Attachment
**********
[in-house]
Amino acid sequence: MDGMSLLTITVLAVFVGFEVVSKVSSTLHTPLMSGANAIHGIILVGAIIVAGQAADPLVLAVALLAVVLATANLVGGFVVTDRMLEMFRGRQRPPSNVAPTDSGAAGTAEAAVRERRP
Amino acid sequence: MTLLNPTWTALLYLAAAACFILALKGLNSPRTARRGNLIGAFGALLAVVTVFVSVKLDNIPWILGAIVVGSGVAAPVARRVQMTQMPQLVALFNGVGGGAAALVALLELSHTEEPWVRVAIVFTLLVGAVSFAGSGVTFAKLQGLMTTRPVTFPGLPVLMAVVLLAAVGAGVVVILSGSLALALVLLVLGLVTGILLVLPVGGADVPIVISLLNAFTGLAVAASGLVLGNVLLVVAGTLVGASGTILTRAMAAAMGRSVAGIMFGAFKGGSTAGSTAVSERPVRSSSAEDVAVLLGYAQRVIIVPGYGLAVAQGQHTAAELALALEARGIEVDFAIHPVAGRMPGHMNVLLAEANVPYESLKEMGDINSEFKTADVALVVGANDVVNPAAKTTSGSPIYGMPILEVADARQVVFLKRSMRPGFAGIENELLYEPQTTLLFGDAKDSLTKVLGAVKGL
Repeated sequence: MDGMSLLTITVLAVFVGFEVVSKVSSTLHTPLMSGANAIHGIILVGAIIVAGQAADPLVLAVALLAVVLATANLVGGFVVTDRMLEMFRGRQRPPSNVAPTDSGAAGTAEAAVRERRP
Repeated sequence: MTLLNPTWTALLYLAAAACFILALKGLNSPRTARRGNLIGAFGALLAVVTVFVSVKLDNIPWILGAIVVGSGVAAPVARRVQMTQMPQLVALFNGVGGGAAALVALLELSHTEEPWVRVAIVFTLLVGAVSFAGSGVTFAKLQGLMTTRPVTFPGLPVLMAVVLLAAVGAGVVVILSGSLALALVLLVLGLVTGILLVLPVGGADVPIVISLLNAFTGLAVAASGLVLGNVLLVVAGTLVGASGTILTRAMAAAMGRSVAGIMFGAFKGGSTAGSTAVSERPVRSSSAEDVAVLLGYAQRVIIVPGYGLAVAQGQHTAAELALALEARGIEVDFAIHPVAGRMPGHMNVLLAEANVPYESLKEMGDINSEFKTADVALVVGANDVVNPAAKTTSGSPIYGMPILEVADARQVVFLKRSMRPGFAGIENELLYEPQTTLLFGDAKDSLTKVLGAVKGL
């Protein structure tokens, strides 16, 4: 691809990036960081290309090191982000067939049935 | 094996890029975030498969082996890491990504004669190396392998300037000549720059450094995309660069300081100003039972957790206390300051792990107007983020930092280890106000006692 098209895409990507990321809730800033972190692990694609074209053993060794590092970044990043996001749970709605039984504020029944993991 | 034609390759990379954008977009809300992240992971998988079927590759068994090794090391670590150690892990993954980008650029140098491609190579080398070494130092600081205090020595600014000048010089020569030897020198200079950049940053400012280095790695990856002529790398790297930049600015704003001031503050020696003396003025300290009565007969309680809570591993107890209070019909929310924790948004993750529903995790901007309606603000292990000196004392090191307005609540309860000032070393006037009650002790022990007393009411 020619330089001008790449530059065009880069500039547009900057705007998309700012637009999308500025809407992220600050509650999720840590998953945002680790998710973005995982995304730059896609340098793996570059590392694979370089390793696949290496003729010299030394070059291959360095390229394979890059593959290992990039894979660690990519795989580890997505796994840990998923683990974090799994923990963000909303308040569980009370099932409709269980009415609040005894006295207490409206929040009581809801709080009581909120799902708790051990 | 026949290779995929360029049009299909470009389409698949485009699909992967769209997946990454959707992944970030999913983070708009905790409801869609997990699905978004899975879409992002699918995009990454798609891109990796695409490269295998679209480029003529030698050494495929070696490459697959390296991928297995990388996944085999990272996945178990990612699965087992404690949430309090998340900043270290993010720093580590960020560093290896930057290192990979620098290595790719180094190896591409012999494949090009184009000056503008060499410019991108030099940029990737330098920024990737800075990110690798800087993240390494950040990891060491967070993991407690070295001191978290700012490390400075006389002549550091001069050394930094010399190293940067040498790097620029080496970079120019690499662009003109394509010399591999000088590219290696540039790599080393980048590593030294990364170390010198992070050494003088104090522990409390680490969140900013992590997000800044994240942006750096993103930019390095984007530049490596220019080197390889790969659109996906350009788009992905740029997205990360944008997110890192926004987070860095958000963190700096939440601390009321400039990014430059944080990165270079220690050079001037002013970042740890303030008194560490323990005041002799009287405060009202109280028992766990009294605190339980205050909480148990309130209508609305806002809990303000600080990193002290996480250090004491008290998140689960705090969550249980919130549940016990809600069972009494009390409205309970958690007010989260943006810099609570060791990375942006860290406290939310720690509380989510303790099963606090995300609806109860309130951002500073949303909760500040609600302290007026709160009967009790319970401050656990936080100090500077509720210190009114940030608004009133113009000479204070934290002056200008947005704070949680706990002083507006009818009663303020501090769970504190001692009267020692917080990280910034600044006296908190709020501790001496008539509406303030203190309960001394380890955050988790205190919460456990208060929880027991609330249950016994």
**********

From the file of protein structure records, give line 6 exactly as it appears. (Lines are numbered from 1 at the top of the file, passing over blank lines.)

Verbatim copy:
């Protein structure tokens, strides 16, 4: 691809990036960081290309090191982000067939049935 | 094996890029975030498969082996890491990504004669190396392998300037000549720059450094995309660069300081100003039972957790206390300051792990107007983020930092280890106000006692 098209895409990507990321809730800033972190692990694609074209053993060794590092970044990043996001749970709605039984504020029944993991 | 034609390759990379954008977009809300992240992971998988079927590759068994090794090391670590150690892990993954980008650029140098491609190579080398070494130092600081205090020595600014000048010089020569030897020198200079950049940053400012280095790695990856002529790398790297930049600015704003001031503050020696003396003025300290009565007969309680809570591993107890209070019909929310924790948004993750529903995790901007309606603000292990000196004392090191307005609540309860000032070393006037009650002790022990007393009411 020619330089001008790449530059065009880069500039547009900057705007998309700012637009999308500025809407992220600050509650999720840590998953945002680790998710973005995982995304730059896609340098793996570059590392694979370089390793696949290496003729010299030394070059291959360095390229394979890059593959290992990039894979660690990519795989580890997505796994840990998923683990974090799994923990963000909303308040569980009370099932409709269980009415609040005894006295207490409206929040009581809801709080009581909120799902708790051990 | 026949290779995929360029049009299909470009389409698949485009699909992967769209997946990454959707992944970030999913983070708009905790409801869609997990699905978004899975879409992002699918995009990454798609891109990796695409490269295998679209480029003529030698050494495929070696490459697959390296991928297995990388996944085999990272996945178990990612699965087992404690949430309090998340900043270290993010720093580590960020560093290896930057290192990979620098290595790719180094190896591409012999494949090009184009000056503008060499410019991108030099940029990737330098920024990737800075990110690798800087993240390494950040990891060491967070993991407690070295001191978290700012490390400075006389002549550091001069050394930094010399190293940067040498790097620029080496970079120019690499662009003109394509010399591999000088590219290696540039790599080393980048590593030294990364170390010198992070050494003088104090522990409390680490969140900013992590997000800044994240942006750096993103930019390095984007530049490596220019080197390889790969659109996906350009788009992905740029997205990360944008997110890192926004987070860095958000963190700096939440601390009321400039990014430059944080990165270079220690050079001037002013970042740890303030008194560490323990005041002799009287405060009202109280028992766990009294605190339980205050909480148990309130209508609305806002809990303000600080990193002290996480250090004491008290998140689960705090969550249980919130549940016990809600069972009494009390409205309970958690007010989260943006810099609570060791990375942006860290406290939310720690509380989510303790099963606090995300609806109860309130951002500073949303909760500040609600302290007026709160009967009790319970401050656990936080100090500077509720210190009114940030608004009133113009000479204070934290002056200008947005704070949680706990002083507006009818009663303020501090769970504190001692009267020692917080990280910034600044006296908190709020501790001496008539509406303030203190309960001394380890955050988790205190919460456990208060929880027991609330249950016994």